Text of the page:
How to Express Sympathy: What to Say and What Not to Say?

Sympathy is the expression of your compassion and concern for the deprived. Sympathy stems from a variety of emotions; the basic one being love. They say love is a universal language. Everybody can understand and comprehend the feelings of love. Therefore, sympathy tends to nurture this universal language. You can say whatever you want to make the other person feel relaxed but if it is lacking sympathy, it might not be that effective.

The choice of words matter the most when you are sympathizing with an aggrieved person. Whether you are consoling someone for a loss of his or her loved one, uttering birthday wishes for wife , or even trying to help a sad friend; the words you use matter the most. There is no formal rulebook for ways to express sympathy but there are definitely some globally accepted expressions, which can be very helpful for any bereaved individual.

Let us have a look at ways to express sympathy with words:

  • Express what you feel

    – No human being is alien from different emotional responses. Emotions come naturally when you see an aggrieved person. Those feelings need to be put into words as delicately and compassionately as possible. Say for instance;

‘I feel very sorry for your damage.’

‘This must be hard for you.’

‘I am saddened to learn about your sudden loss.’

‘I know it’s hard for you…..’

The feelings coming from a place of sympathy will certainly improve the overall state of the aggrieved. Remember not to over express what you are feeling while offering sympathy. This might overwhelm the bereaved. Use absolute words in moderation, for instance; ‘I am devastated for your loss.’ Such words, like devastated, might make the aggrieved individual think that you are feeling even worse than him or her. In response, this might incite the aggrieved person to show even more emotion, which might not be good for them. Our aim should be to stabilize the emotions of the aggrieved, not to provoke them even further.

  • Offer comfort

    – Reminding the aggrieved person that he or she is not alone is one of the ways to offer your sympathy. Offering comfort will definitely release some tension off the bereaved individual. One can comfort the pained party in many ways. Some expressions might be;

‘You’ve my shoulder to cry on if that makes you feel better.’

‘My arms are wrapped around you in this difficult time.’

Some individuals get comfortable when they vent and let out their pent-up emotions. Crying, for instance, can help some people to actually feel better afterwards. Hence, you can offer them to open up and sob for a while.

‘You can cry if that makes you feel better.’

‘I am all ears to help you through this difficult time.’

Sit down with the aggrieved after having said the comforting lines, and if he or she is willing, let them open up to you. Once they open up, you just need to listen more and speak less. Speaking out will surely lower their burden and pain. Assure them that you are there for them no matter what. Assurance should be genuine, not just a wordy expression to console the other person.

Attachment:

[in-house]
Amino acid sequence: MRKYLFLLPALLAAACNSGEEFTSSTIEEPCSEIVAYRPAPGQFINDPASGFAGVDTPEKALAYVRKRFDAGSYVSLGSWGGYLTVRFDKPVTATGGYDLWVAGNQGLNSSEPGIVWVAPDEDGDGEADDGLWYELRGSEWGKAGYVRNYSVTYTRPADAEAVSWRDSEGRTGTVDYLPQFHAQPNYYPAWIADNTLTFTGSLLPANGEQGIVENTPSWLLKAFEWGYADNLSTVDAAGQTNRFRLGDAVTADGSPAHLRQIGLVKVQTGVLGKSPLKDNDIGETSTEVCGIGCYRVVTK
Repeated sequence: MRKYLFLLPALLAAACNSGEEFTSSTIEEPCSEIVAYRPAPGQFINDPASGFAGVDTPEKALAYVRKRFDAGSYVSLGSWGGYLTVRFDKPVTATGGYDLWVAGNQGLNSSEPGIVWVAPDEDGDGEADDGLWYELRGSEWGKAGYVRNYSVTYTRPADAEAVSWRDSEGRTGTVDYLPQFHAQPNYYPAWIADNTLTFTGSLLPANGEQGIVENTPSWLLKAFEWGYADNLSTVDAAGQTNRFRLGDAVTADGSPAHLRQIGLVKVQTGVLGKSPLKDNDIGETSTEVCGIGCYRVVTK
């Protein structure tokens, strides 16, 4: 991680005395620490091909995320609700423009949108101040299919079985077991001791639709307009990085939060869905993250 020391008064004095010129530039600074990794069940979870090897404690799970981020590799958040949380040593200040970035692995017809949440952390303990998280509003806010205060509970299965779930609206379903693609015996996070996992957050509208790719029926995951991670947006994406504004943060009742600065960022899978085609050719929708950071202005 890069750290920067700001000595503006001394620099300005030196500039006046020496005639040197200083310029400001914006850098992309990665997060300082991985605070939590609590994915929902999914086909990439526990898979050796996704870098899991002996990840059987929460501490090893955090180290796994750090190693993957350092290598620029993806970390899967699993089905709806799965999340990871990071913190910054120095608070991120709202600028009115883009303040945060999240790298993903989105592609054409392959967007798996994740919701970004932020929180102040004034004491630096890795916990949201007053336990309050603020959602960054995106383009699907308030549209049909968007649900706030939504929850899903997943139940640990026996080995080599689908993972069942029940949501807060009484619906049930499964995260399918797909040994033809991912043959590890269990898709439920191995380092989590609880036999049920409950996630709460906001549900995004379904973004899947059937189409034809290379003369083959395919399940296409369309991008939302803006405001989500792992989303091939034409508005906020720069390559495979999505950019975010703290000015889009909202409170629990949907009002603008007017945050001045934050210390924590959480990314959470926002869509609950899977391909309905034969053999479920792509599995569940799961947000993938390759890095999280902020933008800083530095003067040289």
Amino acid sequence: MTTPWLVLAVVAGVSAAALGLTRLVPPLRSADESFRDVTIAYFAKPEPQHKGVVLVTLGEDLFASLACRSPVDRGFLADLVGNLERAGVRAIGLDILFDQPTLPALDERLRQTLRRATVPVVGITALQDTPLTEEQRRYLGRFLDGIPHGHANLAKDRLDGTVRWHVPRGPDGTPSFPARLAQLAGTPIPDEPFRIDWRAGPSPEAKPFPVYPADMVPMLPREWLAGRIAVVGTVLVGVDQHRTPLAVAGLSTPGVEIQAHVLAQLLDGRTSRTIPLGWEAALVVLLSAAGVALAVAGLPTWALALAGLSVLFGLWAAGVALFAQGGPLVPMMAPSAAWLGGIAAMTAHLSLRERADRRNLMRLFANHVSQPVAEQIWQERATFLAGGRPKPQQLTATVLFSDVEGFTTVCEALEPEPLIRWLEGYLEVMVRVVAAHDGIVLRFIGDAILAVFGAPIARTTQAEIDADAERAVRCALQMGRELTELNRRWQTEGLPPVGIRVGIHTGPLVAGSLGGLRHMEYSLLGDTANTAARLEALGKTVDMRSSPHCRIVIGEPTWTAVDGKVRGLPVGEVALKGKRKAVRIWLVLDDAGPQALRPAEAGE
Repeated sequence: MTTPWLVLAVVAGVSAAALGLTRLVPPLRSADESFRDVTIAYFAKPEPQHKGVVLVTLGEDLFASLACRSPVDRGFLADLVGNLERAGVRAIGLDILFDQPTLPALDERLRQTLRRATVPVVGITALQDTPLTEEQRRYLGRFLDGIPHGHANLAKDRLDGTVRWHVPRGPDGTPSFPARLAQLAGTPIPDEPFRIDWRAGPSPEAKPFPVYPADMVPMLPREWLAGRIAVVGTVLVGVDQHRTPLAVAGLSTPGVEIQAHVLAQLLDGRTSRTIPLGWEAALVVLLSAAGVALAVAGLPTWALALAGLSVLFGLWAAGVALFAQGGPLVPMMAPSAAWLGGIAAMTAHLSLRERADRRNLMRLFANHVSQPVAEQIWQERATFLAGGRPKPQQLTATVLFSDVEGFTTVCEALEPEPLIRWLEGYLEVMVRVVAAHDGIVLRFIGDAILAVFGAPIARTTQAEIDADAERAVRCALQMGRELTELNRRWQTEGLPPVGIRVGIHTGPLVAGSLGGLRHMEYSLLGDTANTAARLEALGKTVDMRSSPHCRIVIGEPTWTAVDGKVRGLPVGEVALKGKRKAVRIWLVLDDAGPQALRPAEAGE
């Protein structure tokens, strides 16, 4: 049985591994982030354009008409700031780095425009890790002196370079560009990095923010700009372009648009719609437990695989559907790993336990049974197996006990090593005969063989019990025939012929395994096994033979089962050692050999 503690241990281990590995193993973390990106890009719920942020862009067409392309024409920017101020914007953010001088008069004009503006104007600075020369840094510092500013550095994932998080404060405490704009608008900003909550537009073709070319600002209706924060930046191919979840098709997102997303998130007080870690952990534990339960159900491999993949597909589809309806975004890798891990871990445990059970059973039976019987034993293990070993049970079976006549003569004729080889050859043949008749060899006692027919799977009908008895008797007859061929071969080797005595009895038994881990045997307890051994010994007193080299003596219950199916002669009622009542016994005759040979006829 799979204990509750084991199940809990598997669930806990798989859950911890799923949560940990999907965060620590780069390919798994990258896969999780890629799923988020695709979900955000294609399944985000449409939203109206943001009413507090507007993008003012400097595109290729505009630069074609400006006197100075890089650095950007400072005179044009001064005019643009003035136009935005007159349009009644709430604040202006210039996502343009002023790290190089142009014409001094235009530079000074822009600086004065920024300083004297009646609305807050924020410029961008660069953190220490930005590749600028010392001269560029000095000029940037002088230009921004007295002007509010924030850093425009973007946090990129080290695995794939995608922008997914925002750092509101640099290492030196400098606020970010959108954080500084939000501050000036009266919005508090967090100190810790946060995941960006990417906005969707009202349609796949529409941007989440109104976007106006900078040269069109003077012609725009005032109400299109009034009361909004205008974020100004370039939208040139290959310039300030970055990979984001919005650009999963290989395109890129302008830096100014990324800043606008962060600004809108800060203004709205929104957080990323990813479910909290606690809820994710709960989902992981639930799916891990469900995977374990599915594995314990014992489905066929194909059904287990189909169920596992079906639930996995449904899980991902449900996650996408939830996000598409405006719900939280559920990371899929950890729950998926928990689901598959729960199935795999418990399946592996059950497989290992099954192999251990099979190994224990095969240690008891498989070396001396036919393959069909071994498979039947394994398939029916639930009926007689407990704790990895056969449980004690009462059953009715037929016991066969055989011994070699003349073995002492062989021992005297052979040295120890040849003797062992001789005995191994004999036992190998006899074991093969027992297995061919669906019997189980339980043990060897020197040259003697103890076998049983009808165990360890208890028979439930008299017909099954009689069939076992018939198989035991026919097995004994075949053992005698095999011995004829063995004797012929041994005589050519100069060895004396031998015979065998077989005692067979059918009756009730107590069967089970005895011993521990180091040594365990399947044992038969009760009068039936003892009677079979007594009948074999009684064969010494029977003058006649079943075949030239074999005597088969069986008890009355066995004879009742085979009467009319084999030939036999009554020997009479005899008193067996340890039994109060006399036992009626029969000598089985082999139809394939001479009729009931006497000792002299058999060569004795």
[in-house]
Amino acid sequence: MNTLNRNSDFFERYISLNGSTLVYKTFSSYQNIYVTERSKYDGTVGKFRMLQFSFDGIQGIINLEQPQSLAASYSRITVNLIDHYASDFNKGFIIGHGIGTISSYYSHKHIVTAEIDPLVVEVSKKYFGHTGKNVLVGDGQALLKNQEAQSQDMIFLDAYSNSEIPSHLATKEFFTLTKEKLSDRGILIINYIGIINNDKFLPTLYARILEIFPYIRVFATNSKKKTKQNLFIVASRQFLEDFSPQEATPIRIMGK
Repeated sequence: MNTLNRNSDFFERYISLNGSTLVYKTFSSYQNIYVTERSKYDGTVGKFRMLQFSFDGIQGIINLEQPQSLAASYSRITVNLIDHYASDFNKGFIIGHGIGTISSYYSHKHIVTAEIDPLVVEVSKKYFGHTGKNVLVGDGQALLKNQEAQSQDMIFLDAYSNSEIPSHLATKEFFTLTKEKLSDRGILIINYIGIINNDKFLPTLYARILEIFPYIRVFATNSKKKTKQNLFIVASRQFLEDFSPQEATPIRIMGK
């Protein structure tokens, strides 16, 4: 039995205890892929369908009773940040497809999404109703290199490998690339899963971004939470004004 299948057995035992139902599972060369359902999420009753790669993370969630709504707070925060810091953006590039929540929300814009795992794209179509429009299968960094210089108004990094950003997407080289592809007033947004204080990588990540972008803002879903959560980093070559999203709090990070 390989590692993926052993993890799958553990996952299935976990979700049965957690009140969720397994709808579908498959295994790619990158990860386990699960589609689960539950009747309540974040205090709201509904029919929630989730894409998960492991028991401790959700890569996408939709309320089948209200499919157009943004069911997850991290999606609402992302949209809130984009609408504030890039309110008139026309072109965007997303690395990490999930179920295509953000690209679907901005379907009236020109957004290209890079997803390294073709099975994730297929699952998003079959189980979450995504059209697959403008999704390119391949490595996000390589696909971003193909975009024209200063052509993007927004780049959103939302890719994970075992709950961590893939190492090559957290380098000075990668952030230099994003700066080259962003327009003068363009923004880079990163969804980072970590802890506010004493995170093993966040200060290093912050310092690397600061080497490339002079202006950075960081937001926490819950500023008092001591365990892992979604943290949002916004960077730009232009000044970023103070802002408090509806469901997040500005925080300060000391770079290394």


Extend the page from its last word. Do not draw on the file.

• What NOT to say 

    -It so happens that sometimes in order to console an individual, we feel the urge to say more than what is actually needed. This urge to overdo makes us say things which are not actually anywhere near sympathy. The simple formula is not to overthink, i.e. keep the words genuine and as simple as possible. Some common things which should not be said include:

  • Justifying an individual’s loss.
  • Asking a person to ‘relax’ or ‘cheer up.’
  • Any negative comment about the deceased.
  • Bringing religion into everything.
  • Any sarcastic or off-hand remark
  • For the deceased, do not say that they are in a better place.

Apart from the points mentioned above, refrain from using clichés, and do not say such things which destroy the very purpose of consoling. Do not bring in general remarks. These include remarks like:

‘This happened for the best.’

‘I really cannot imagine what you might be going through.’

‘You will be alright.’

‘Time heals everything.’

‘He/she is in a better place.’

In short, imagine yourself in the shoes of the aggrieved party, and think whether the expression you are going to say would’ve had a negative effect on you or not. If the impact of that remark seems negative, do not say it. Better to be sensitive than be sorry later.

  • Some Final Thoughts –

Sympathy is an art that very few can master completely. That does not mean one should avoid being sympathetic. It means one should always look to offer sympathy, especially in grave situations. Offering sympathy can help heal the wounds of the aggrieved. What matters the most is the way you express your sympathy. Therefore, in light of this article you should try to say things that really matter, and avoid the ones that shun sympathy. Who knows your sympathetic approach combined with the right words, might be a shining light for an individual.


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